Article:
Date of Award
Open Access Dissertation
Chemistry and Biochemistry
College of Arts and Sciences
Serotonin neurotransmission has multiple facets that are challenging to characterize, due to the lack of analytical tools that can measure serotonin in the brain. In addition, the mechanisms of serotonin modulation by other neurotransmitters, such as histamine, are not well understood. These limitations make the study and treatment of disorders in which serotonin is implicated problematic. This dissertation presents novel electrochemical methods, in addition to the well-established serotonin fast-scan cyclic voltammetry (FSCV), to better understand the dynamics of serotonin and histamine neurotransmission in vivo. In Chapter 1, a method, known as fast-scan controlled adsorption voltammetry, was optimized to selectively and sensitively measure ambient serotonin levels in vivo. In Chapter 2, this newly developed method was combined with FSCV and triple staining immunohistochemistry to confirm that serotonin transporter density affects the reuptake kinetics and ambient levels of serotonin in the CA2 region of the hippocampus and the medial prefrontal cortex. Subsequently, to study the serotonin modulation by histamine, in Chapter 3, an FSCV voltammetry waveform for in vivo measurement of histamine was optimized, that is stable, selective, and sensitive. Through electrical stimulation of the MFB and measuring the evoked histamine signal in the posterior hypothalamus, we showed that serotonin can be simultaneously measured alongside histamine. In Chapter 4, our work was able to demonstrate that histamine has an inhibitory effect on serotonin via the H-3 receptors. This dissertation showcases novel electrochemical techniques that will help pave the way towards a more detailed understanding of the different mechanisms that regulate serotonin neurotransmission in vivo, including neuromodulatory effects by other neurotransmitters. This will enable further work to be carried out in disease models.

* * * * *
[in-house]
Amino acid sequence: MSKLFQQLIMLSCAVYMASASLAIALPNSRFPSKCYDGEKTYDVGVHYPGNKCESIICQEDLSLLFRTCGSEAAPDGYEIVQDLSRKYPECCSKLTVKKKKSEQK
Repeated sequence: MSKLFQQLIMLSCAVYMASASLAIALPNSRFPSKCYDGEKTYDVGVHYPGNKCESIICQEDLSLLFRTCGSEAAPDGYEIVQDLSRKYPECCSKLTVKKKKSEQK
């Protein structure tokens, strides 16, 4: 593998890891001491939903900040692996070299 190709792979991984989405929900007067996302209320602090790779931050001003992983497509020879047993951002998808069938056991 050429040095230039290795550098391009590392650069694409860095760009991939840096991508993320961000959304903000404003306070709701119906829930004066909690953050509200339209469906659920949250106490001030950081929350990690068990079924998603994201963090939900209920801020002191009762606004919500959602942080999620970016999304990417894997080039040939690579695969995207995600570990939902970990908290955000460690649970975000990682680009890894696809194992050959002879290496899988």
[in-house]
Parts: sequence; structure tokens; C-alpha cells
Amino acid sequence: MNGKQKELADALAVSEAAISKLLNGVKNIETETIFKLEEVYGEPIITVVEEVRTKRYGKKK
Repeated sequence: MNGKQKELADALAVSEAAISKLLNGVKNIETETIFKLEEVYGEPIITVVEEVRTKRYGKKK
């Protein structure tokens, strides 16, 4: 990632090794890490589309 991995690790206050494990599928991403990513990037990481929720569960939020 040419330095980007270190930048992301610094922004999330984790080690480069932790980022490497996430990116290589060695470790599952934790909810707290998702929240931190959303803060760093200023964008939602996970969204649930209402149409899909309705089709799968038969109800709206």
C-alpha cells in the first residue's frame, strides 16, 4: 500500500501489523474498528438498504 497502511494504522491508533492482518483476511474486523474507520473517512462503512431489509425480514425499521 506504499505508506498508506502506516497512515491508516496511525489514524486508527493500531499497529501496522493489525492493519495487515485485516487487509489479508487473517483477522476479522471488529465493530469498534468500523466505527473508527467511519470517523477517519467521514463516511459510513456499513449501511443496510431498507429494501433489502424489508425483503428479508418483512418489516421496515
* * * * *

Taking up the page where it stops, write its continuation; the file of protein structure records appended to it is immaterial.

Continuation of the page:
Abdalla, A.(2018). Electrochemical Methods To Study Real-Time In Vivo Neurochemistry. (Doctoral dissertation). Retrieved from https://scholarcommons.sc.edu/etd/4586